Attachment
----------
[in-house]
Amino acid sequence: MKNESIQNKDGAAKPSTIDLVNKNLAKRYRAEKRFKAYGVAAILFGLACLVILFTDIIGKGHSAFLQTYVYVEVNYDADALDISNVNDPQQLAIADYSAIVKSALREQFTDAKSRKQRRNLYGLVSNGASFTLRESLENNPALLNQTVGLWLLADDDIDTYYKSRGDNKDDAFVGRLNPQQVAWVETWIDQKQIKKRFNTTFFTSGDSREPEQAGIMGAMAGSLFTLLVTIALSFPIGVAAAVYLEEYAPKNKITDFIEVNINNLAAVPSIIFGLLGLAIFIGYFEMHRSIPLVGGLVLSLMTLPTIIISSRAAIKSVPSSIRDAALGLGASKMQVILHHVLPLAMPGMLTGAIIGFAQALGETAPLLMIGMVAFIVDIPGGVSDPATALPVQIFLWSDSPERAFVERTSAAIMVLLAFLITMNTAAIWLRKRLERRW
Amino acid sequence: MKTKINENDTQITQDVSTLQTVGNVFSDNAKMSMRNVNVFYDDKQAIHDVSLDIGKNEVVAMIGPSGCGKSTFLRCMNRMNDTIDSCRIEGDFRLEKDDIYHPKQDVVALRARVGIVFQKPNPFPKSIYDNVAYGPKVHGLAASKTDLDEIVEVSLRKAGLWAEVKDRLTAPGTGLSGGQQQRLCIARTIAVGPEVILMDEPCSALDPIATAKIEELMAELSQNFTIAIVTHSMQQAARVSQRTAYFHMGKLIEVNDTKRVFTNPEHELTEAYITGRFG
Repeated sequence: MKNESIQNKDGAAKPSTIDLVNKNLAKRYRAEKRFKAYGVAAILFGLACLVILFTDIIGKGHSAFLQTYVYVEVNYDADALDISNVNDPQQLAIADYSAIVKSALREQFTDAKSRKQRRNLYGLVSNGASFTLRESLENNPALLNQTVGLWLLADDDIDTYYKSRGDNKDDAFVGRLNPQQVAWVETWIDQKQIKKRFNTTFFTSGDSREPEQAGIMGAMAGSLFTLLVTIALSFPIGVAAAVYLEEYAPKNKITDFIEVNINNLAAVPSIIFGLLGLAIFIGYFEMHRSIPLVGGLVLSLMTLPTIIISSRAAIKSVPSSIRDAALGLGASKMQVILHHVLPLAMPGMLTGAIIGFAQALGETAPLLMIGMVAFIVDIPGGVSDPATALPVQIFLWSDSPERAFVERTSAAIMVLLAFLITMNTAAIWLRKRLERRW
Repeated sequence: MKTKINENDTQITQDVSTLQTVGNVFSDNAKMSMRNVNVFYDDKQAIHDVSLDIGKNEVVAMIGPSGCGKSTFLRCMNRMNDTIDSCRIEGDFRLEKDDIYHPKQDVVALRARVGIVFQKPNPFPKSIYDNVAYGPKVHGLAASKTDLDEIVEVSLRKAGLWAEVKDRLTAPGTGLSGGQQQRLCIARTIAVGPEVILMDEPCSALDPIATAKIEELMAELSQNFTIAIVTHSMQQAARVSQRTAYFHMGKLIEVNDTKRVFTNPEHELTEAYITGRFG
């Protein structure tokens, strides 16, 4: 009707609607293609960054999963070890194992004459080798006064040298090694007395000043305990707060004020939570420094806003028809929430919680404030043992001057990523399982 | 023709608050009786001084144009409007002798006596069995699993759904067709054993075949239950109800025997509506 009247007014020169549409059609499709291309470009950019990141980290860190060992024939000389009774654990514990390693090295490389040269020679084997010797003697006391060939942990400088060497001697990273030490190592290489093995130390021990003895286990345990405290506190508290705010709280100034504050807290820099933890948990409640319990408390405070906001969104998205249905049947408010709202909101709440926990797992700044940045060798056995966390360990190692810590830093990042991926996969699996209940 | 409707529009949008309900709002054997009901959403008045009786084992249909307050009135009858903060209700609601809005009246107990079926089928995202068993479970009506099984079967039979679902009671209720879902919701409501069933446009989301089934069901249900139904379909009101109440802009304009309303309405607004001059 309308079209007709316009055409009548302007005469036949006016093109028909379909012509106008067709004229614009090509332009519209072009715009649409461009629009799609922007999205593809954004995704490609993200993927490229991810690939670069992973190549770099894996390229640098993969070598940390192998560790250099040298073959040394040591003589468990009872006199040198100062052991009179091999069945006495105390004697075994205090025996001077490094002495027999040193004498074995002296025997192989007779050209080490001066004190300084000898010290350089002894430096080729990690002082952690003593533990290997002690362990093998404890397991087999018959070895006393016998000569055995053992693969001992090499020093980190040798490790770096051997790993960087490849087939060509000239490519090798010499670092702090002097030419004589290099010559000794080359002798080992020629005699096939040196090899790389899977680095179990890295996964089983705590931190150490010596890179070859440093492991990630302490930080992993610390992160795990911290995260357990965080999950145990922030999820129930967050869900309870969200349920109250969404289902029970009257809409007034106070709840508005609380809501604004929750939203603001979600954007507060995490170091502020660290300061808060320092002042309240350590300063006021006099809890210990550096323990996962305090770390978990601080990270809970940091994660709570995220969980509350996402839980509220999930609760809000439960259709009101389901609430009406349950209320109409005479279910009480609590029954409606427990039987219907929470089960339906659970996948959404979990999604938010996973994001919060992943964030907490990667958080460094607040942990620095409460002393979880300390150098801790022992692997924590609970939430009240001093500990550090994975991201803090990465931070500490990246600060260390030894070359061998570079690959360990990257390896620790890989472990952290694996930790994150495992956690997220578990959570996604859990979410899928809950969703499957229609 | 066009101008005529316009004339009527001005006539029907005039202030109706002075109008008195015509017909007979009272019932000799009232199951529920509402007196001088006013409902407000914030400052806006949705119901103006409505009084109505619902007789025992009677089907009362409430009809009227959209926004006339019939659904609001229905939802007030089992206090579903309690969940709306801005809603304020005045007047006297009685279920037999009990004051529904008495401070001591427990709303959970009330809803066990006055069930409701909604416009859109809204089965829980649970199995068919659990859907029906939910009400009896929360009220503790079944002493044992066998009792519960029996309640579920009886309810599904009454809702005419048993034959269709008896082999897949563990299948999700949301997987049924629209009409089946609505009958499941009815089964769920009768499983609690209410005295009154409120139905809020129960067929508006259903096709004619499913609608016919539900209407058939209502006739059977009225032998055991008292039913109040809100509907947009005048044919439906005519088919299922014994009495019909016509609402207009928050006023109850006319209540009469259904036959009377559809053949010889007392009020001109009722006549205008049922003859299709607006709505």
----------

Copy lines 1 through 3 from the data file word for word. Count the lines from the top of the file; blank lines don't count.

[in-house]
Amino acid sequence: MKNESIQNKDGAAKPSTIDLVNKNLAKRYRAEKRFKAYGVAAILFGLACLVILFTDIIGKGHSAFLQTYVYVEVNYDADALDISNVNDPQQLAIADYSAIVKSALREQFTDAKSRKQRRNLYGLVSNGASFTLRESLENNPALLNQTVGLWLLADDDIDTYYKSRGDNKDDAFVGRLNPQQVAWVETWIDQKQIKKRFNTTFFTSGDSREPEQAGIMGAMAGSLFTLLVTIALSFPIGVAAAVYLEEYAPKNKITDFIEVNINNLAAVPSIIFGLLGLAIFIGYFEMHRSIPLVGGLVLSLMTLPTIIISSRAAIKSVPSSIRDAALGLGASKMQVILHHVLPLAMPGMLTGAIIGFAQALGETAPLLMIGMVAFIVDIPGGVSDPATALPVQIFLWSDSPERAFVERTSAAIMVLLAFLITMNTAAIWLRKRLERRW
Amino acid sequence: MKTKINENDTQITQDVSTLQTVGNVFSDNAKMSMRNVNVFYDDKQAIHDVSLDIGKNEVVAMIGPSGCGKSTFLRCMNRMNDTIDSCRIEGDFRLEKDDIYHPKQDVVALRARVGIVFQKPNPFPKSIYDNVAYGPKVHGLAASKTDLDEIVEVSLRKAGLWAEVKDRLTAPGTGLSGGQQQRLCIARTIAVGPEVILMDEPCSALDPIATAKIEELMAELSQNFTIAIVTHSMQQAARVSQRTAYFHMGKLIEVNDTKRVFTNPEHELTEAYITGRFG